Make It Stick: Post-Conference Activities
Make It Stick: Post-Conference Activities
This is the fourth blog in this week's series to help you deepen your thinking and practices related to conferences, particularly those that run on a tight budget. These four blogs are condensed versions of four chapters of a new ebook written by Nancy Bacon and Mark Nilles called: Conferences That Make a Difference. Read to the end for a special offer!
The conference is over! Congratulations! By all accounts, it was successful—the sessions were full of happy participants, the logistics were seamless, and new connections were created. The conference was a rich learning experience, but in many ways the end of the conference is really the beginning of the journey. It’s only after the conference that participants will be able to apply new knowledge, skills, tools, and practices in the workplace. And it’s only after the conference that you can reflect on what went well, what could have gone better, and how to prepare for an even better conference next time!
There are two main categories of post-conference activities for you to consider.
1. Activities that reinforce participant learning and encourage action in the workplace
Think back to the last conference you attended. You likely left the conference with enthusiasm and intentions to integrate new concepts from the conference, but that likely washed away within a few days, just as your ability to recall the finer points of learning also drifted away. But what if there were ways to maintain that enthusiasm and reinforce the points you learned? Consider three ways to strengthen post-conference learning:
Implement a booster program that reduces forgetting and encourages action
Since 2017, Humentum has deployed a ‘booster’ program to reinforce learning after a conference. The booster program consists of a series of emails delivered once or twice each week for 8 weeks following the conference. The emails encourage ongoing learning and the application of new knowledge, concepts, and tools in the workplace.
Offer post-conference discussion groups to encourage application of lessons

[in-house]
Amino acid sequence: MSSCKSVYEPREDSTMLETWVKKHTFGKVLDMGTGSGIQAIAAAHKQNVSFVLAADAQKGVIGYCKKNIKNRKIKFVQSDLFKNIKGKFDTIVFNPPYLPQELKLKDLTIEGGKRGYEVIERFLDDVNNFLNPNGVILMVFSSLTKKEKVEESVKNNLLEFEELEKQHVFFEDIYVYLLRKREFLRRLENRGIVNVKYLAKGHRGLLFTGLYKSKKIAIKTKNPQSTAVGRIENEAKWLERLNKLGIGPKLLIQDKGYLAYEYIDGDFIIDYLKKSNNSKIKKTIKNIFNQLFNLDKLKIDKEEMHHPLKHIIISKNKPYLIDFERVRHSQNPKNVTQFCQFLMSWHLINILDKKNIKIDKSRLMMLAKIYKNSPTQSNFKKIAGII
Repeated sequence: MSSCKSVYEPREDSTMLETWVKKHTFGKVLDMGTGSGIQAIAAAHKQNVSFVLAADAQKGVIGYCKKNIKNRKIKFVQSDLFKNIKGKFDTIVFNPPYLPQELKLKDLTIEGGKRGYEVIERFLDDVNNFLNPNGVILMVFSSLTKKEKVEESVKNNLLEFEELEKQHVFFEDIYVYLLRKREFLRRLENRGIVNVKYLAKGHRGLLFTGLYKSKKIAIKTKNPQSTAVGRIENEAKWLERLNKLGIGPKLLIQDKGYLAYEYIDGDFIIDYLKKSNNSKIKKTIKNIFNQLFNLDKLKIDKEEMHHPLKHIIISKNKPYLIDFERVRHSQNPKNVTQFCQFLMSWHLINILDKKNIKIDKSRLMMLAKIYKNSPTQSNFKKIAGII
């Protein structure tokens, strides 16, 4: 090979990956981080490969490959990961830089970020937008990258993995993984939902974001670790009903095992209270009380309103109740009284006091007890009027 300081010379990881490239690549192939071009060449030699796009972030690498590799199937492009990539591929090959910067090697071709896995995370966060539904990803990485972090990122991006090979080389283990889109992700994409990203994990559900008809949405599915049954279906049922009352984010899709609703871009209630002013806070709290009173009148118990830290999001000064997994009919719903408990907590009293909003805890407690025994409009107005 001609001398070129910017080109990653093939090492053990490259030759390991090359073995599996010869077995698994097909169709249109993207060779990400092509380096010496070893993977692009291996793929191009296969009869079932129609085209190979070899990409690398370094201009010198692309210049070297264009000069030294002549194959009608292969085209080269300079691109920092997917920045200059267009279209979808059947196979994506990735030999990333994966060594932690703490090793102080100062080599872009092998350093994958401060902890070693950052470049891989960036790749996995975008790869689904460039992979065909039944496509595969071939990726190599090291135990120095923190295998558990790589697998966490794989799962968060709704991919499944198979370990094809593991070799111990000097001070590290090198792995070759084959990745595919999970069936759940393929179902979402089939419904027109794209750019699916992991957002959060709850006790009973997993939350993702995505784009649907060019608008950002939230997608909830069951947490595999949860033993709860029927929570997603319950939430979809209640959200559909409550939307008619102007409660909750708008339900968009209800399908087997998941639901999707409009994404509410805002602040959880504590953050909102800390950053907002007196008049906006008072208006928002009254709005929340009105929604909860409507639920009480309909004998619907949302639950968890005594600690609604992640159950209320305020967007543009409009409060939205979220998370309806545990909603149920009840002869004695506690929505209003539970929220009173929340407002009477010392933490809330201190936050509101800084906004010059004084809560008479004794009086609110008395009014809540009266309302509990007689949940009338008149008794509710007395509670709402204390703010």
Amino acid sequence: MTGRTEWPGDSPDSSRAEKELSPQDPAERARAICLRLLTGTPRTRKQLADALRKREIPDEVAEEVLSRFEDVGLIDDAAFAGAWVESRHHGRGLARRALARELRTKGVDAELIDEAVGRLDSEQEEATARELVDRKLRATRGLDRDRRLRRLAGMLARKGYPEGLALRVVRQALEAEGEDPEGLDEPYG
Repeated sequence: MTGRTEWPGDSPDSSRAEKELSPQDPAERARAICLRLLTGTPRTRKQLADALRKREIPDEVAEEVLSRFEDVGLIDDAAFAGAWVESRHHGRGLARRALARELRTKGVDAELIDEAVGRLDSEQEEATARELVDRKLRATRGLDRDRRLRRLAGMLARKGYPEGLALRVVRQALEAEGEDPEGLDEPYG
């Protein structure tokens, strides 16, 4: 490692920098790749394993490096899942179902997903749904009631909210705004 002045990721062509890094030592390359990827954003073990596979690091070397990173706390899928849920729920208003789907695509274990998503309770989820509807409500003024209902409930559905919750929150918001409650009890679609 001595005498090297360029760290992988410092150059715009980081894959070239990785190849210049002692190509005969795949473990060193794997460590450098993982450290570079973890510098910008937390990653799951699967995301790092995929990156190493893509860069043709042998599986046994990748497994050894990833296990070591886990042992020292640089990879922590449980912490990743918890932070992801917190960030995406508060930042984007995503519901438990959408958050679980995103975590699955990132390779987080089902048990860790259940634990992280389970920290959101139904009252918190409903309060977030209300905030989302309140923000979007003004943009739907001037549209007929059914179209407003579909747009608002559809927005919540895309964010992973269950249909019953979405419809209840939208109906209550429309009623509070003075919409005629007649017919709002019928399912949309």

You could also extend the conference experience and support ongoing learning and the application of new knowledge, concepts, or tools through post-conference discussion groups. Discussion groups can be structured—according to conference session tracks, function areas, or other themes—or they can be unstructured.
Incentivize blogging to deepen engagement with what people learned
A third way to extend the value of the conference is to incentivize participant and presenter generated blogs. Presenters can share the essence of their talking points in blog entries. The depth of information won’t be the same as what they shared in the session, but their blogs can benefit more people in your community than are able to attend the conference. And participants can synthesize and share important points from the conference experience through blogs. As added benefit, participant blogs will help you understand how they really benefited from the conference. Which leads to the next section.
2. Activities that deepen your own learning about the conference experience
Although your focus has been on the participants’ learning, you also need to consider your own learning. After the conference ends, you want to know what went well, what could go better next time, and how participants are benefitting from the conference. Here are a few ways to learn about the impact of your conference:
Collect feedback through surveys
The most common approach for feedback is through session and conference evaluations or surveys. If you conduct post session or post event surveys, keep the following in mind:
- Be stingy with the questions you ask and only collect information that you’ll act on
- Keep the questions relatively easy for participants to answer.
- Remind participants to complete surveys and dedicate time for survey completion.
Conduct an in-house conference debrief with staff and key partners
You and others involved in conference planning and execution should discuss and debrief the conference. Staff feedback can be collected through shared documents (such as googledocs) or internal surveys or through meetings. For example, you can ask staff involved in the conference to consider and share: What went well? What was a problem or needs improvement? What ideas do you have for next year?
Conduct an after action review
After action reviews are discussions with key stakeholders who have viewed the data and arrived at the meeting prepared to discuss ways to build on success and correct shortcomings. The common template for these discussions is to restate what you set out to accomplish, discuss what actually happened, explore lessons learned, and set goals for next time.
Interested in exploring these topics more deeply? Our ebook, Conferences That Make a Difference, will be released January 2019. The ebook explores these same topics but provides deeper explanations, more examples, and templates. Sign up here to get your free electronic copy of the book when it’s available!